Friday, October 25, 2013

Preschoolers’ emotion knowledge indirectly contributes to early school success

Differences in emotion knowledge by children’s age, gender, and socioeconomic risk status, as well as associations of emotion knowledge with executive control, social competence, and early classroom adjustment, were investigated in this study.

On emotion knowledge, 4- and 5-year-olds scored higher than 3-year-olds, with girls showing this effect more strongly. Socioeconomic risk status and emotion knowledge were negatively related. Furthermore, executive control was found to contribute to variance in emotion knowledge. Even with age, gender, socioeconomic risk status, and executive control covaried, emotion knowledge contributed to variance in social competence. Given these covariates, it contributed only indirectly to classroom adjustment, via its contribution to social competence.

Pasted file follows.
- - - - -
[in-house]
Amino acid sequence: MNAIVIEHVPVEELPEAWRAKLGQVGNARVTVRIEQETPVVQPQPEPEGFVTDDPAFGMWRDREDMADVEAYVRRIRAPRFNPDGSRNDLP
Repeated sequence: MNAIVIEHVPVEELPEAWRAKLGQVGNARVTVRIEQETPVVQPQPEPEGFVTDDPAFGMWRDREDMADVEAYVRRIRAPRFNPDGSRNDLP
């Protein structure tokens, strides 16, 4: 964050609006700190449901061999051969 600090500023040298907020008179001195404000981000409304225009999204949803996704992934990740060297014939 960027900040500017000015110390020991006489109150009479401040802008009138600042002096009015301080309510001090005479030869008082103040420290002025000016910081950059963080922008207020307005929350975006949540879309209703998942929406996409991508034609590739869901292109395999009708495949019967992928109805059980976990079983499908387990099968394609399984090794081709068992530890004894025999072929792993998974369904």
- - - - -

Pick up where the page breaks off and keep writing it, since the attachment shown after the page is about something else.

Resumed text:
Implications are discussed for practice and policy attention to emotion knowledge within social–emotional curricula and assessment, targeting the period between ages 3 and 4 years, as well as children living in poverty.

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